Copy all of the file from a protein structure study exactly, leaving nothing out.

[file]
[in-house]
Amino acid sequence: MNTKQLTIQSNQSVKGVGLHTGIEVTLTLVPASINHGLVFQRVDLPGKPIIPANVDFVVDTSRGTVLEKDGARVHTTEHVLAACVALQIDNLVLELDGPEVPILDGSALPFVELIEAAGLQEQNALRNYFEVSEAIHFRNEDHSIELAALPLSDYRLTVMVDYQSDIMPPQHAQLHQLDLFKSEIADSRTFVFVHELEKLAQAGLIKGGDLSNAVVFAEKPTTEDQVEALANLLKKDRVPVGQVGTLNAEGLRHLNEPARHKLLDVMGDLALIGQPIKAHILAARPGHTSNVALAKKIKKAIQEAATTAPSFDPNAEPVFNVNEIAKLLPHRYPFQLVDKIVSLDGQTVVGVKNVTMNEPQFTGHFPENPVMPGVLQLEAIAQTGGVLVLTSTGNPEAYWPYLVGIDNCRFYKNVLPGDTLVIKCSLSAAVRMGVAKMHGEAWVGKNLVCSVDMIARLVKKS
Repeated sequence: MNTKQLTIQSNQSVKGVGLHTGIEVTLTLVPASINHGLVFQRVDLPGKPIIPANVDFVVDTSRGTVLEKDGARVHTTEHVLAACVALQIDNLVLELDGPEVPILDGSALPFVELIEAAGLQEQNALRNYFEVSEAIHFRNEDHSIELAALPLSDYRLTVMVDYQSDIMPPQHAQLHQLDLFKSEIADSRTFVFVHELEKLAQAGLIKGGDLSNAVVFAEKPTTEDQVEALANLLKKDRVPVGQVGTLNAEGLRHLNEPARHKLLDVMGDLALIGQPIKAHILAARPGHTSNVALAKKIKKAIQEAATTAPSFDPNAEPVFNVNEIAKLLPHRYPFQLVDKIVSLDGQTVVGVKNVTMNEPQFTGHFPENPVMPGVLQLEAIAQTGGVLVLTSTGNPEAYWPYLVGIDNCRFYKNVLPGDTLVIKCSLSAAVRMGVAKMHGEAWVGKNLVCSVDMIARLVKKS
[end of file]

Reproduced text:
[in-house]
Amino acid sequence: MNTKQLTIQSNQSVKGVGLHTGIEVTLTLVPASINHGLVFQRVDLPGKPIIPANVDFVVDTSRGTVLEKDGARVHTTEHVLAACVALQIDNLVLELDGPEVPILDGSALPFVELIEAAGLQEQNALRNYFEVSEAIHFRNEDHSIELAALPLSDYRLTVMVDYQSDIMPPQHAQLHQLDLFKSEIADSRTFVFVHELEKLAQAGLIKGGDLSNAVVFAEKPTTEDQVEALANLLKKDRVPVGQVGTLNAEGLRHLNEPARHKLLDVMGDLALIGQPIKAHILAARPGHTSNVALAKKIKKAIQEAATTAPSFDPNAEPVFNVNEIAKLLPHRYPFQLVDKIVSLDGQTVVGVKNVTMNEPQFTGHFPENPVMPGVLQLEAIAQTGGVLVLTSTGNPEAYWPYLVGIDNCRFYKNVLPGDTLVIKCSLSAAVRMGVAKMHGEAWVGKNLVCSVDMIARLVKKS
Repeated sequence: MNTKQLTIQSNQSVKGVGLHTGIEVTLTLVPASINHGLVFQRVDLPGKPIIPANVDFVVDTSRGTVLEKDGARVHTTEHVLAACVALQIDNLVLELDGPEVPILDGSALPFVELIEAAGLQEQNALRNYFEVSEAIHFRNEDHSIELAALPLSDYRLTVMVDYQSDIMPPQHAQLHQLDLFKSEIADSRTFVFVHELEKLAQAGLIKGGDLSNAVVFAEKPTTEDQVEALANLLKKDRVPVGQVGTLNAEGLRHLNEPARHKLLDVMGDLALIGQPIKAHILAARPGHTSNVALAKKIKKAIQEAATTAPSFDPNAEPVFNVNEIAKLLPHRYPFQLVDKIVSLDGQTVVGVKNVTMNEPQFTGHFPENPVMPGVLQLEAIAQTGGVLVLTSTGNPEAYWPYLVGIDNCRFYKNVLPGDTLVIKCSLSAAVRMGVAKMHGEAWVGKNLVCSVDMIARLVKKS